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Economic development is often misunderstood – partially because it is defined differently depending on where you live. How economic development is done in a community depends on various factors.
Is the area rural or urban? Is the local economic development entity a function of the County or is it a public/private partnership? Is economic development funded through a direct appropriation or through municipal budgets?
In Burke County the economic development organization, Burke Development, Inc., is a public/private partnership funded by the County, municipalities and the Committee of 100. A staff of four, reporting to a Board of Directors, consisting of members of the funding agencies, is the agency responsible for these tasks.
When many people think of their local economic development office they think about ribbon cuttings on the front page of the paper for a new business locating to the area; however, there is a lot more to it than that. In Burke County, the stated goal of economic development is to support and promote the development of jobs, investment and wealth within the community. There is a focus on improving the quality of life for all residents through long term, sustainable strategies.
Promoting the development of jobs can occur through recruitment, which tends to receive the most attention, but more importantly, through support of existing industry, where 80 to 90% of job growth is fueled in rural communities. Ensuring resources are in place to develop healthy and scalable businesses is also a key to increasing wealth in a community.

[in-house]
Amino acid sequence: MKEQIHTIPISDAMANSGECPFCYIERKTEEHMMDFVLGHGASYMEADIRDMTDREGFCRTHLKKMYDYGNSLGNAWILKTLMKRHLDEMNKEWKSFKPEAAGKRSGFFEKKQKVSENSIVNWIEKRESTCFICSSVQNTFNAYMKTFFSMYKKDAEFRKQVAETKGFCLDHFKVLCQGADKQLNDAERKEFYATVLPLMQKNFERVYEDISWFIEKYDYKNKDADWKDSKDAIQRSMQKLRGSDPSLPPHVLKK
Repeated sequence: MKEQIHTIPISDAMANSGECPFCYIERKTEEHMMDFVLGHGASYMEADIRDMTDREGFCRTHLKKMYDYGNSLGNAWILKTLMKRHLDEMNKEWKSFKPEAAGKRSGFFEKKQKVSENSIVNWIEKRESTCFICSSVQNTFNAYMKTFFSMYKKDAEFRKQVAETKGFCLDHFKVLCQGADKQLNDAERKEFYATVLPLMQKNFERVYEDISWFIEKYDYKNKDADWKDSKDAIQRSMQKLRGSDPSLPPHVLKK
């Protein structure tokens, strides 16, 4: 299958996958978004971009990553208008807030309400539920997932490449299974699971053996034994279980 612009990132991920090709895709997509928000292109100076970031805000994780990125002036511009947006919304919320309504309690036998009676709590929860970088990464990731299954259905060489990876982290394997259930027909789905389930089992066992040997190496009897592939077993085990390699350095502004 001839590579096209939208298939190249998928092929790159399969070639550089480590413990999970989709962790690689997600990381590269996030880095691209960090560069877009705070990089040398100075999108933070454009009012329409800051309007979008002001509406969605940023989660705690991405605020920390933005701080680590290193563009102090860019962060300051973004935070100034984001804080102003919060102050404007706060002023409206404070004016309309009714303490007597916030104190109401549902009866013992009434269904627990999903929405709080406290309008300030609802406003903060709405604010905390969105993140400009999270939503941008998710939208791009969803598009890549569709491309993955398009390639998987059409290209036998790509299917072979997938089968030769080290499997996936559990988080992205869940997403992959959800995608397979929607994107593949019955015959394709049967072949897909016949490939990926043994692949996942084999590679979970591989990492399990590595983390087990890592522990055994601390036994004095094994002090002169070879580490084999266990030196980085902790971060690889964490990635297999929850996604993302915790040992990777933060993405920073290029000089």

The work of an economic developer does not exist in a bubble and changes vastly over time based on current needs and opportunities. For example, a large asset for Morganton and the rest of Burke County over the next few years is the Broughton property. There is a huge opportunity for local leaders to work with the state to redevelop the 1,200 acres into a project that drives economic growth – not just for the County but for the region.
Economic development itself has changed over the past two decades. More states are switching to a public/private model – as North Carolina did in 2014. States are also constantly evaluating incentive policies and Counties are as well. Traditionally, Counties provide incentives based on the number of jobs a company will create and their taxable investment.
At an increasing rate counties – especially rural ones – are evaluating incentives on a deeper level. They consider factors such as: Do these jobs match up with our citizens’ skill sets? What is the quality of the jobs being created? Will the company provide benefits? Is the company committed to the County for the long term? It is important to realize that incentives will not make an inferior site good, or make an unacceptable project suddenly shine; they should be used judiciously to enhance opportunities and to seal the deal with new and existing industries.
While economic development is very diverse it should always be a strategic process. Developers must partner with leaders of the community to enhance the economic activity of the area. Concentrated and well-planned activities can increase the economic health of the County and improve opportunities for all.
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